Concerns about local tree mortality addressed

Rebecca Neipp

News Review Staff Writer

A letter writer’s concerns about dying trees in the community ultimately yielded some insights into the dangers and practices related to coping with state mandates to decrease water consumption.

Patrick Hannan wrote a letter to the News Review editor, asking about the pine trees on the north side of the Desert Empire Fairgrounds property.

“Well, most of them are dying for lack of water. It’s a sad sight to see these trees die for lack of proper maintenance,” he wrote.

“Now most of them are brown looking and dead. One wonders what the staff of the fairgrounds are doing other than waiting around for their checks!”

In a follow-up email, Hannan expressed his dismay at seeing trees all over town dying for apparent lack of water. “I would think the city should do something.”

With Hannan’s permission, the News Review shared his letter with DEF Executive Director Chip Holloway, whose response indicates that the issue is more complex than may be generally understood.

“Our water bill was more than $18,000 last year, and we do water all trees (yes, even those referred to) for the most part,” Holloway wrote.

However, he noted that there are some trees on the property getting only the water “Mother Nature provides” that are thriving. “Others are so infested with bark beetles that they can’t defend themselves, even though they have been watered regularly.”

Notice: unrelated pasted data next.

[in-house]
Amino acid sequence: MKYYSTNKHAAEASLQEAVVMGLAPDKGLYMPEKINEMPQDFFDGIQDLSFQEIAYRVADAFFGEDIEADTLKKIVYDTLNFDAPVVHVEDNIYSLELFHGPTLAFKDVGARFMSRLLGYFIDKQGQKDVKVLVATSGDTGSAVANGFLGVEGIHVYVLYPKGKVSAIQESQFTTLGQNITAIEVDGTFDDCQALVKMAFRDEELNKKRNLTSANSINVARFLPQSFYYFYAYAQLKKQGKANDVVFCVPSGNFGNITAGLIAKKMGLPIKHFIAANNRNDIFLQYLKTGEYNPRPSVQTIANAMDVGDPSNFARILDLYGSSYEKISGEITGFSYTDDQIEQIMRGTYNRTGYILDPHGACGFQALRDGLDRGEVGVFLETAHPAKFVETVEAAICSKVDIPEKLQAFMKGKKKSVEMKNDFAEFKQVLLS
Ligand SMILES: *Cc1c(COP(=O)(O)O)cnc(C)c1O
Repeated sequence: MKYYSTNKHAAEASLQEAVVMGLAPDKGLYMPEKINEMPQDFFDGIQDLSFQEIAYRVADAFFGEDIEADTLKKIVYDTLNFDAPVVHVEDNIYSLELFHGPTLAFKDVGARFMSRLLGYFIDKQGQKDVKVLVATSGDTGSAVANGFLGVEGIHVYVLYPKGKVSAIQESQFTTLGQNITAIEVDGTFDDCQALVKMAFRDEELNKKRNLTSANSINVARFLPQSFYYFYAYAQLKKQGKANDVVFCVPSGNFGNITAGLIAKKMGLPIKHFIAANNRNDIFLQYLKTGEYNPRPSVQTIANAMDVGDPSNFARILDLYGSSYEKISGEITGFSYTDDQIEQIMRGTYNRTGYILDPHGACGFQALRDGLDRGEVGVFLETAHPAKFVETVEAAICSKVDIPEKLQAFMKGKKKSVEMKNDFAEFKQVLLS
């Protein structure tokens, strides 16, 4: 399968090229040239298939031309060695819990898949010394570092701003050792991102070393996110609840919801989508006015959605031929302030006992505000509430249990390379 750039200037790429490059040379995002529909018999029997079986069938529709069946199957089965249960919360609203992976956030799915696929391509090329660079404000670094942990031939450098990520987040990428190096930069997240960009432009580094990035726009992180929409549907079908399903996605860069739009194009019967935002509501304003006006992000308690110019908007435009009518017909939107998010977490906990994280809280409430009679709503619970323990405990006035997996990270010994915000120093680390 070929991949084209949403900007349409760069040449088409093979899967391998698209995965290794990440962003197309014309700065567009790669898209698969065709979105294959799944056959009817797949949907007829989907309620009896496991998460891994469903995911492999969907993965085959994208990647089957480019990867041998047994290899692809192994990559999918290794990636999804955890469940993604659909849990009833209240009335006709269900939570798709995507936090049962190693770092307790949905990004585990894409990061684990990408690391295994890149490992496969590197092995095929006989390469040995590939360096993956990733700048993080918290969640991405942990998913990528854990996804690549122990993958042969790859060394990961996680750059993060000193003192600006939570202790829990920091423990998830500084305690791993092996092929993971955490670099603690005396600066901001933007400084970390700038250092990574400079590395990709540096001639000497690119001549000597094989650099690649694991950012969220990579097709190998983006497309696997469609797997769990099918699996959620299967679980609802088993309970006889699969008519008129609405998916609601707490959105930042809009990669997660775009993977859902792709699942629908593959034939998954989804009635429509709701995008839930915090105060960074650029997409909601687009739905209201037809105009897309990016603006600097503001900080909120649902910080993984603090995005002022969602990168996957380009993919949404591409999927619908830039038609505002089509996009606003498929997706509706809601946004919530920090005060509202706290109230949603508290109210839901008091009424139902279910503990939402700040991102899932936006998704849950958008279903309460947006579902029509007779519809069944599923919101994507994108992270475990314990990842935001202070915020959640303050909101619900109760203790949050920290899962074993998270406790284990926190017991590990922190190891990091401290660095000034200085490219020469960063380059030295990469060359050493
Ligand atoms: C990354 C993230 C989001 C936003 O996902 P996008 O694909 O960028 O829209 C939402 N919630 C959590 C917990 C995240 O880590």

Since Holloway took over management of the fairgrounds, he said, he has been forced to remove 30 trees destroyed by bark beetles.

“We did receive a donation from the city of Ridgecrest earlier this year of some foliage we have planted to try and compensate for lost trees, but only time will tell.

“I find it disconcerting that someone is so quick to insult my hard-working staff without any prior knowledge of the incredible improvements we have made out here with very little money and less than three paid staff members in my short time as CEO.”

Holloway also commended the volunteers of Oasis Garden Club for their help and advice in improving the landscape.

“We remain strapped for state funding, and it is the support of great sponsors and our community that has allowed us to have some positive accomplishments.

“Once we understand the impacts of the Groundwater Management Plan, we will consider whether to plant new trees.”

“IWV Water District has been advocating for the importance of maintaining trees in our desert climate since mandatory restrictions were enacted during the drought,” said Don Zdeba, IWVWD general manager.

Recently the district sent out oversized postcards to customers about maintaining trees. IWVWD also offers regular workshops to help instruct the public on water-efficient landscaping. (More information is at www.iwvwd.com/conservation/how-to-help-trees-survive-the-drought).

“There is no doubt trees that are weakened due to lack of proper watering are more susceptible to disease, and we are seeing that occurrng locally,” said Zdeba.

“An unfortunate consequence of people reducing or eliminating altogether irrigating their own turf is that trees no longer receive the water needed to survive and thrive. It saddens me to see the amount of mature trees in our community that we have lost.”

Story First Published: 2019-04-05